```    hexdigit u1 (SW[3:0], HEX0);
hexdigit u2 (SW[7:4], HEX1);
```

These lines are not executable statements. Rather, they specify that the circuit includes two instances of your hexdigit module (arbitrarily named u1 and u2), with both instances of hexdigit operating continuously and at the same time. Each instance of hexdigit continuously receives as input a set of values from the switches (SW). The output from each instance of hexdigit is continuously fed to one of the 7-segment LEDs (HEX0 or HEX1).

Compile, download, and test your circuit. You should see two of the 7-segment LEDs display a picture corresponding to the values of the switches. If the wrong picture is displayed, fix your code in hexdigit and try again.

## Compute and display the absolute value of the difference of two numbers

After you've implemented a circuit to display numbers in hexadecimal on the 7-segment LEDs, extend your circuit to compute the absolute value of the difference of two numbers and display the result on another 7-segment LED. To extend your circuit, you will create a new module (difference), and you will modify top.

Create a new Verilog file called difference.v and add it to your project. difference.v should contain a module difference that computes the absolute value of the difference of two 4-bit input values and produces a 4-bit output. Your code will be similar to the variations you wrote in Lab 1. difference will get its inputs from two input parameters (similar to hexdigit's input parameter) and output its result to a parameter.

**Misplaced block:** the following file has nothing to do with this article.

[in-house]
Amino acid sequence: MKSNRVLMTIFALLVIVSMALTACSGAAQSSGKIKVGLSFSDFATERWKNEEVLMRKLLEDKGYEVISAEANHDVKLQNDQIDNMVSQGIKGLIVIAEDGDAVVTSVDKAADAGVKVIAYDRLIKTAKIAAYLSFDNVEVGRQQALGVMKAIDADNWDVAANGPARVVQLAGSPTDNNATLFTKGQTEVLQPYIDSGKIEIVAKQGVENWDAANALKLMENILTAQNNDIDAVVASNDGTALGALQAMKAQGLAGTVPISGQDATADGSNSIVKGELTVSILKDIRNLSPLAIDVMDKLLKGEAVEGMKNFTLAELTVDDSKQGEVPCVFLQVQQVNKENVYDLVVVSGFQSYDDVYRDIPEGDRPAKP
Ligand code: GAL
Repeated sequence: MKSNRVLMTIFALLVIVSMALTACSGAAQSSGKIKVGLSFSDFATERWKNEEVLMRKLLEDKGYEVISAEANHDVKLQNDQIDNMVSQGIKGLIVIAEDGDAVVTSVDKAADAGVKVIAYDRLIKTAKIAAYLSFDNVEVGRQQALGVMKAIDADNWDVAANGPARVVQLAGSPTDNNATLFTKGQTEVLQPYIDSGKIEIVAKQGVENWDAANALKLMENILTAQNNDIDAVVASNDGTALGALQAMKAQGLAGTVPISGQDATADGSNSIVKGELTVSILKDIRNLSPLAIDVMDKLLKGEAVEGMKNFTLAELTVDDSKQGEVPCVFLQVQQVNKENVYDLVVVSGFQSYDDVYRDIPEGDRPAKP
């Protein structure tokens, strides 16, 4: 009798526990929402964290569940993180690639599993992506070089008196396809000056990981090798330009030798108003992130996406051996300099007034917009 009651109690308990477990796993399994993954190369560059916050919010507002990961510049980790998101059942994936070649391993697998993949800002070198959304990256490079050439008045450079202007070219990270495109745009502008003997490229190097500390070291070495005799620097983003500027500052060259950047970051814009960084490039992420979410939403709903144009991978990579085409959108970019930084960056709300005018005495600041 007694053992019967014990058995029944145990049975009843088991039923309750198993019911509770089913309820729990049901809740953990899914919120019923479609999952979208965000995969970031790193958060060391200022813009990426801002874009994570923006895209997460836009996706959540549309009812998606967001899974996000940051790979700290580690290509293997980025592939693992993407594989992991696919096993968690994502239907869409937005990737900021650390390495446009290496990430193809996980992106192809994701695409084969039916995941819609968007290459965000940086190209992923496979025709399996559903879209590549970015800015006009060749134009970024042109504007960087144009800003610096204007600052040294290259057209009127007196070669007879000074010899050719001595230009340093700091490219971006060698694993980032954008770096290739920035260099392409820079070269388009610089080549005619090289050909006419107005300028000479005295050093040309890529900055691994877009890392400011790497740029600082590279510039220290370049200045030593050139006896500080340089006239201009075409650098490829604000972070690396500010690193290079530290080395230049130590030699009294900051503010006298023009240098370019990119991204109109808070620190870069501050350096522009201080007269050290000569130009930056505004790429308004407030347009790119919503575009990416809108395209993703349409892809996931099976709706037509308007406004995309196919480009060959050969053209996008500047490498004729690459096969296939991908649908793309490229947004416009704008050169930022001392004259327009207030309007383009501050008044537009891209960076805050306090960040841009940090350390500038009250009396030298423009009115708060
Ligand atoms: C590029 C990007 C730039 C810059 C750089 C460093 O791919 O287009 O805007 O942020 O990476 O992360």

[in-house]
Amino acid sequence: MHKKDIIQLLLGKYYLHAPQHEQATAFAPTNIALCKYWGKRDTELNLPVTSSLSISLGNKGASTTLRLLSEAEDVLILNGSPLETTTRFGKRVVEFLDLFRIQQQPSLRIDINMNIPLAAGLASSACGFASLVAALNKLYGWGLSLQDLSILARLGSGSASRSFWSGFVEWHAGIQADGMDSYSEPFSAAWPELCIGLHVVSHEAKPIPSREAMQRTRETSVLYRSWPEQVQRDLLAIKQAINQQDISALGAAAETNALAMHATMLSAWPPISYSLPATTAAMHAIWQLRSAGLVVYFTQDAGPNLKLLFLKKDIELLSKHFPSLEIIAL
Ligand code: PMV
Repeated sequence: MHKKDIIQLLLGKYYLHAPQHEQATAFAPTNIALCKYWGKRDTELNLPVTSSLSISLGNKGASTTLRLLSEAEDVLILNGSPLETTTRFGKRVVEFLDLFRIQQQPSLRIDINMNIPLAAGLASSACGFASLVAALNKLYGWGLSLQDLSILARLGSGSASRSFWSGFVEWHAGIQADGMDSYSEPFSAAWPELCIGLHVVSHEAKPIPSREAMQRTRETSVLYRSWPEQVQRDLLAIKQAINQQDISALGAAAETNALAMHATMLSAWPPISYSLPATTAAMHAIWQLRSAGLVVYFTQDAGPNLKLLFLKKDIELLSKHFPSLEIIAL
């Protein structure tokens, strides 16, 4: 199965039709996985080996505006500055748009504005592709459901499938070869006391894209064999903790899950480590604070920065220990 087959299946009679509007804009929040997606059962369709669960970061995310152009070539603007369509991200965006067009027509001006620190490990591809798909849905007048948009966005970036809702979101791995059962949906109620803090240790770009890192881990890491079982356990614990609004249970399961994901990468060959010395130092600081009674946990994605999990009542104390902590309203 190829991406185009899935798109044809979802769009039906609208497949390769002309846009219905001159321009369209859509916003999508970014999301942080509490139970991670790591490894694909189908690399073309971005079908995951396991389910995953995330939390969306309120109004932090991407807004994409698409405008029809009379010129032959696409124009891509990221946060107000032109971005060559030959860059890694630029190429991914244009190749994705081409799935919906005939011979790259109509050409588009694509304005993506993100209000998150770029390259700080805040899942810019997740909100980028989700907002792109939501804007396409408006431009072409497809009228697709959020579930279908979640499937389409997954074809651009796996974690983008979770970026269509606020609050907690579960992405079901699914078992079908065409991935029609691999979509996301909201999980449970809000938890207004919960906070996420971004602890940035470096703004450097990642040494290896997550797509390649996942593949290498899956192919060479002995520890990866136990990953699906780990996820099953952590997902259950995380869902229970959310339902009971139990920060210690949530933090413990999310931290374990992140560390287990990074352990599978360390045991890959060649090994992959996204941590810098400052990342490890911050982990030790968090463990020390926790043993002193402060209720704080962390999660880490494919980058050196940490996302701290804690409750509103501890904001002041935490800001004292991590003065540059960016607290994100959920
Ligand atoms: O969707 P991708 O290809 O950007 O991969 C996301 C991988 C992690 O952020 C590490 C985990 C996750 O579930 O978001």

Next, you will modify top to compute the difference between SW[7:4] and SW[3:0] (using your difference module) and display this difference onto HEX2.

First, draw a schematic picture of your new top module. Draw wires to show how information flows between the various modules, and label each wire. For example, the inputs to difference should be SW[7:4] and SW[3:0], and the output will be a new variable, which you could call diff.

Next, modify top to implement your new schematic. You will need to include an instance of your difference module; the code provided in top.v shows how to include instances (of hexdigit). You will also need to declare any internal wires (such as diff). Declare these wires in top after the declaration of the top module, e.g.:

```	wire [3:0] diff;
```

## Pre-lab assignment

Before you arrive in lab, you should:

• complete hexdigit.v to compute the signals needed to display a 4-bit number on a 7-segment LED
• create a Verilog file difference.v with a single module difference that computes the absolute value of the difference of two 4-bit numbers
• modify top.v to include the difference module and to display the computed value on HEX2.

Remember that you can create and edit Verilog files with any text editor, i.e. you need not use Quartus's text editor. If you'd like to use Quartus on your personal PC, you can download it for free from Altera.

## In-lab demonstration

Demonstrate your final circuit to a lab instructor. It should display SW[7:0] in hexadecimal on two 7-segment LEDs, and it should display the absolute value of the difference between SW[7:4] and SW[3:0] on a third 7-segment LED. After you've demonstrated your circuit to a lab instructor, submit your final version of top.v, difference.v, and hexdigit.v here.